Practical implications

The paper addresses issues of inequality of provision for individual students and contributes to enhanced learning for all students.

Originality/value

Library led initiatives are very new in this field and this project is one of the first to both undertake this provision and to undertake extensive research to assess the value of the project.

Details

Information and Learning Science, vol. 118 no. 11/12
Type: Research Article
ISSN: 2398-5348

Keywords

Article
Publication date: 1 April 1987

Bernal Osborne

TO MARK what in their new celebration brochure is colourfully and correctly described as ‘a century of progress’, Millers Oils promoted a series of open day hospitality events…

Abstract

TO MARK what in their new celebration brochure is colourfully and correctly described as ‘a century of progress’, Millers Oils promoted a series of open day hospitality events over the period 20–22 May, with twice‐daily sessions at the Brighouse, West Yorkshire plant.

Details

Industrial Lubrication and Tribology, vol. 39 no. 4
Type: Research Article
ISSN: 0036-8792

Book part
Publication date: 7 November 2022

Fiona Mackenzie

In 2020, the Westminster Government proposed statutory provision prohibiting the use of ‘consent to serious harm for sexual gratification’ as a defence to criminal charges of…

Abstract

In 2020, the Westminster Government proposed statutory provision prohibiting the use of ‘consent to serious harm for sexual gratification’ as a defence to criminal charges of violence. This addition to the Domestic Abuse bill was made in response to the 18 month campaign by We Can’t Consent To This and a cross party group of MPs, after rising numbers of homicides of women where the perpetrators claimed the woman asked for the violence, in ‘rough sex’, ‘gone wrong’.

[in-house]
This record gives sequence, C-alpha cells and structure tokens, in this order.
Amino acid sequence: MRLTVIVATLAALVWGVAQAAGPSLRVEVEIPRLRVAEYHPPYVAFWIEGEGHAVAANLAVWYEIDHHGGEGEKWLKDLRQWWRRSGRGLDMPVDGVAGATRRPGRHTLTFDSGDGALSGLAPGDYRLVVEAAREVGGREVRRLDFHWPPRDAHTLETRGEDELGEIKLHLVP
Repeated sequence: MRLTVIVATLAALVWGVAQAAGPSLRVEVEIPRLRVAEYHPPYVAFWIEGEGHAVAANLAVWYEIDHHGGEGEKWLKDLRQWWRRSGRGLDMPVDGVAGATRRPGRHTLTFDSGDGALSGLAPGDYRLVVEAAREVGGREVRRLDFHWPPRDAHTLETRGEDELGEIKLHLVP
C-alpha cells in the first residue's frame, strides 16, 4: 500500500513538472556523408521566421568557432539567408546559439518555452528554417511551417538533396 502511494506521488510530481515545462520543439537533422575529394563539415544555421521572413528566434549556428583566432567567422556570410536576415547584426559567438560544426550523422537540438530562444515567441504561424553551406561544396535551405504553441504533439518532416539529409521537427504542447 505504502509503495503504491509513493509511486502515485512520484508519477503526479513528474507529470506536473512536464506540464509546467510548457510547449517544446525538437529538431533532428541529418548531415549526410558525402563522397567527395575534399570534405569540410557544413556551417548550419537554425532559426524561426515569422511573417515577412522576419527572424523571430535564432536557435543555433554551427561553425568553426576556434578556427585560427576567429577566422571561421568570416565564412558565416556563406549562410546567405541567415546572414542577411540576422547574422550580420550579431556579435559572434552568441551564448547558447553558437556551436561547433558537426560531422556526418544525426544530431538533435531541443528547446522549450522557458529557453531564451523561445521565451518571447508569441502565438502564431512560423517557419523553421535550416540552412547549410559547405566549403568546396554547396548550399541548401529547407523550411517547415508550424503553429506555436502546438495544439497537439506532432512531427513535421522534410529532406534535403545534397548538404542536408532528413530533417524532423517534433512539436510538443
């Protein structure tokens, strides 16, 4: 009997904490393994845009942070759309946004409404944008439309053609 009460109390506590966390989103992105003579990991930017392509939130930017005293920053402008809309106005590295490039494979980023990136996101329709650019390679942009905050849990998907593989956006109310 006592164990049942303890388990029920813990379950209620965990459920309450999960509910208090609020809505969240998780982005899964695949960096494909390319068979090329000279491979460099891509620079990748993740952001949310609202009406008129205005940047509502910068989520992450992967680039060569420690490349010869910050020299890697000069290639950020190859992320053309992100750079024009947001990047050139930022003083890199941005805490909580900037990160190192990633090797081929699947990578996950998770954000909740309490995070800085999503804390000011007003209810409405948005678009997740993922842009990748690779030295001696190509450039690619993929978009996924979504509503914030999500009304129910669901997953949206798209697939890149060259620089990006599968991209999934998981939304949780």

This research is based on new data and detailed analysis on 67 non-fatal violent assaults and 24 homicides where the accused claimed that this violence was consensual, focussing on criminal cases in England and Wales over the 10 years from 2010. Some earlier cases are included for historical context and particularly where they became influential in later Criminal Justice System (CJS) outcomes. It addresses a shortage of data on the use of ‘consent’ claims in defence to charges of fatal and non-fatal violence, using keyword searches on historic news and legal archives and submissions from victims in criminal cases to establish the extent of these claims, the nature of the assaults claimed consensual, and to assess the CJS’s response to the claims.

This research – part of the evidence from We Can’t Consent To This which was considered by Government – set out the case for new law on consent defences to violence, despite there being existing common law in England and Wales. This research finds that the so-called ‘rough sex’ defences have been successful in deflecting prosecution for violence against women for decades, identifying failings at every stage of the CJS, in fatal and non-fatal violent assaults. Notably the women injured in these criminal cases do not agree that they consented to the violence, where they are able to take part in criminal proceedings. But still the claims that they did appear to have succeeded.